Integrating with facebook would serve two purposes: A) create a larger awareness of the theory which serves those how possess the knowledge and B) it would expand the sample base. I should also add that I’m a conservative and it bothers me a little that there are 5 times as many liberals as conservatives in your current sample base. Thats nothing like what I’ve read is the rough cross section of the population (USA?). :-)

    Anyway … 2 cents from an outside observer.

  4. Ravi Iyer says:

    Dave…facebook is definitely on the agenda…if only there were more hours in the day…:) Thanks for the suggestion.

    Jesse, I agree with you too, but I do think Jon has an overall point that demographic representativeness is not the be all/end all that it is sometimes made out to be. Interactions don’t just occur on demographic variables, but also on psychological variables which are rarely measured. Being able to generalize results is a function of not having a weird sample, but also a result of good measurement….and these days, I would say there is response bias in any research. I guess that’s the point your were making with your science analogy, so maybe I’m not adding anything new. Personally, I think all research is imperfect and therefore I only believe any data (representative, well measured, well designed, or not) if it is replicated enough times (a la fivethirtyeight.com in the last election). Non-representativeness is but one of many ways to be imperfect and is often not the most important imperfection to address.

  5. PC says:

    Dear Jon, Ravi

    I am not a psychologist either, but I have been following your work for a couple of years and as a student of social sciences, somewhat aware of methodological challenges we face for creating representative samples.

    I have often wondered about the possibility of doing experiments (and I don’t mean just dictator games/ ethnographic work) in real world settings. Of course they are messy to carry out and resource intensive, but isn’t most of empirical work in economics also based on household surveys? I agree with Jesse that educated internet savvy individuals is in a group in itself (already exposed lots of ideas/interested in scientific research) – so yes, it’s good data but demographic variables are also correlated to psychological variables to an extent. It might be interesting to learn more about communities that are not studied very often by mainstream social scientists.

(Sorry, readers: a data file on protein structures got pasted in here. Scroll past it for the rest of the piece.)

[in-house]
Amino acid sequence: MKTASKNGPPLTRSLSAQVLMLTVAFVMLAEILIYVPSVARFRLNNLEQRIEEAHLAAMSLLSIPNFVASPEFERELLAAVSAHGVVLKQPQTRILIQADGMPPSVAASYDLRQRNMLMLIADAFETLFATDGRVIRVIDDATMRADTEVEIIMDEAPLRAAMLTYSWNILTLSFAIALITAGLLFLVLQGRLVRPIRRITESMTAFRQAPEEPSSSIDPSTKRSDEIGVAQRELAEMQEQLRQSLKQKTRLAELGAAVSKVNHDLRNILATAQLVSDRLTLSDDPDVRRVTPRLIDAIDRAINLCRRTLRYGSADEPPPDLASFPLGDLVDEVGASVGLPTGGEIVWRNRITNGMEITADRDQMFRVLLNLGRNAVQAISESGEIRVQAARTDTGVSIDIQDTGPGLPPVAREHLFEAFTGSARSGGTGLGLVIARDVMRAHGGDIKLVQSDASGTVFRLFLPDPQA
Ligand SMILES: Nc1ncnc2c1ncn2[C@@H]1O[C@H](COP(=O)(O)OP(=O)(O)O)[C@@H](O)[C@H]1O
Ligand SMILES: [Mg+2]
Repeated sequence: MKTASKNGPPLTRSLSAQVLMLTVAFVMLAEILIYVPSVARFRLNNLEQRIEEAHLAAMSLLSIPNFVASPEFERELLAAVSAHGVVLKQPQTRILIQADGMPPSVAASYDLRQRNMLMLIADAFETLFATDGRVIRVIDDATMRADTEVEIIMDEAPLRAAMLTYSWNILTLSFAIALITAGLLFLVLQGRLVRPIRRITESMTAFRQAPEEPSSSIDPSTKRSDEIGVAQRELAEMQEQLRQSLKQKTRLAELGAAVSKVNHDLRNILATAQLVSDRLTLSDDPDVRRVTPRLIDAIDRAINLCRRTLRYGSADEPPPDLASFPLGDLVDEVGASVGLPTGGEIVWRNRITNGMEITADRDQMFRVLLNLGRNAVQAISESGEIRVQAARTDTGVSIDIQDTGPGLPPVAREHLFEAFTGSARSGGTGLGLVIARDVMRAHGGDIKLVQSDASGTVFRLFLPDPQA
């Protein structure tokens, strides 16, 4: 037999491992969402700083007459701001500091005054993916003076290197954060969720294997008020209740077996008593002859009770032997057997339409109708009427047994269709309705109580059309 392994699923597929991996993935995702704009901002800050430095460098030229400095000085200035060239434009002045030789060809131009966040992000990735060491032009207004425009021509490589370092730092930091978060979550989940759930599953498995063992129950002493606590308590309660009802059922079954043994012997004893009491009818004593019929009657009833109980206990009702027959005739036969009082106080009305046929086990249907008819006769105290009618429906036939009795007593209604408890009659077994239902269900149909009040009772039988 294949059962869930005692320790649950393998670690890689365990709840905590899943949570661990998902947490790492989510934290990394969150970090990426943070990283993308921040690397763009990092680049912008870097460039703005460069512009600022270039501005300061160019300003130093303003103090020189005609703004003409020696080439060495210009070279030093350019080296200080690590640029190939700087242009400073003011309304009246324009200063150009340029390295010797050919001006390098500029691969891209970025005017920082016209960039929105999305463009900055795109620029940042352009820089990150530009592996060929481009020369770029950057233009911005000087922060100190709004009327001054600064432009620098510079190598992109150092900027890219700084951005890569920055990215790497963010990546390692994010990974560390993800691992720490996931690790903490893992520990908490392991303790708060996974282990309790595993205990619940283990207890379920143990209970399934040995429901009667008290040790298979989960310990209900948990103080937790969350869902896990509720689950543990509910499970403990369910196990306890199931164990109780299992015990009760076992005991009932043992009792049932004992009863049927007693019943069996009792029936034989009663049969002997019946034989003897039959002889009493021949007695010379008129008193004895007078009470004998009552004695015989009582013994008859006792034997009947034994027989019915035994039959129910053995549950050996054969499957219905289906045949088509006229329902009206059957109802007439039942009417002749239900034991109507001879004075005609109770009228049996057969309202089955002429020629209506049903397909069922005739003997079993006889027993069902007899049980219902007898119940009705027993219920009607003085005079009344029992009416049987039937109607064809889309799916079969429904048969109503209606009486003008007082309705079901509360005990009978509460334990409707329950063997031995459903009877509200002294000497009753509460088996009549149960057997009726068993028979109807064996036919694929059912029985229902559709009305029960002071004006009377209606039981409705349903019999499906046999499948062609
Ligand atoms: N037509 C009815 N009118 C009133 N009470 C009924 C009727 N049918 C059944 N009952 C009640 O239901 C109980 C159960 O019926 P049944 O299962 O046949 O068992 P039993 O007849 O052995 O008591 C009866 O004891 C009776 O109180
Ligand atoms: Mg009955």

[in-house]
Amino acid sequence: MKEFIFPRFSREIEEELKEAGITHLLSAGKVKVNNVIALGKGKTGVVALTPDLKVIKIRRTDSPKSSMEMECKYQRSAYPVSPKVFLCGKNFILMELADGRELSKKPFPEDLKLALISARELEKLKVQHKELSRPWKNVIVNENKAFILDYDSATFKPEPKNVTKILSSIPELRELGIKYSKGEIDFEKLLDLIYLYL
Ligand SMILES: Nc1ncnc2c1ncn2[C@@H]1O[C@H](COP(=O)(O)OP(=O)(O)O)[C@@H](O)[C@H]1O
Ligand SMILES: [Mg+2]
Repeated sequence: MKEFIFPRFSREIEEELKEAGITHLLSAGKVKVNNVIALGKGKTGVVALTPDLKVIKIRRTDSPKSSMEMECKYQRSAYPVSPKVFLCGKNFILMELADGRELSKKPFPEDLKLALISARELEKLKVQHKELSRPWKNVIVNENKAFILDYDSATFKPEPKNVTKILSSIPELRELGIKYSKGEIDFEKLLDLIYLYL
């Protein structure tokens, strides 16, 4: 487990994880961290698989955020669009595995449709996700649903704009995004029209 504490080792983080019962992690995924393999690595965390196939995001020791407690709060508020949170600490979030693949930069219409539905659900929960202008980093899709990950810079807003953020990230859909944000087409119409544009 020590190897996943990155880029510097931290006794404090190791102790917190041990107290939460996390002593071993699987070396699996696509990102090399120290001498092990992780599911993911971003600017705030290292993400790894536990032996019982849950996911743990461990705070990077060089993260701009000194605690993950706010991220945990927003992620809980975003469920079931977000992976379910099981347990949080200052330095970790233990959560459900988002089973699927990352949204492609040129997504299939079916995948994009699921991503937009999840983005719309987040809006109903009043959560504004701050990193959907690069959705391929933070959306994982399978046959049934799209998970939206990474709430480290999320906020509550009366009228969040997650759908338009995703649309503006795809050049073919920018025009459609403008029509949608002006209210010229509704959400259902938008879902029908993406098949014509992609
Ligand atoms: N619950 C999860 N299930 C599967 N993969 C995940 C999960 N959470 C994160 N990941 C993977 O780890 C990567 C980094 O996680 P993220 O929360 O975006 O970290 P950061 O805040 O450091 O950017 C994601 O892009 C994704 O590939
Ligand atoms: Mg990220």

PC

  6. [...] Earlier Jon Haidt discussed the “problem” of representativeness of the YourMorals data and concluded that it wasn’t such a problem after all. Convenience samples drawn from the internet can produce reliable data. This is particularly true when we are more interested in taking valid measurements than in painting a representative picture of some underlying population. [...]

  7. [...] – Our users are intrinsically motivated volunteers, and research has shown that such volunteers provide better data because they take surveys seriously (see Jon Haidt's review of a Chang & Krosnick paper that showed this). [...]

  8. [...] the Knowledge Networks panel study (referred to elsewhere) included an item asking individuals what they felt should be done about the gap. [...]

  9. [...] read some of the YourMorals.org blog entries on the subject. For example, Haidt’s entry entitled Nationally Representative Data is (sometimes) Bad Data for Psychology, and Ravi Iyer’s entitled Sampling limitations and what you can deduce from YourMorals [...]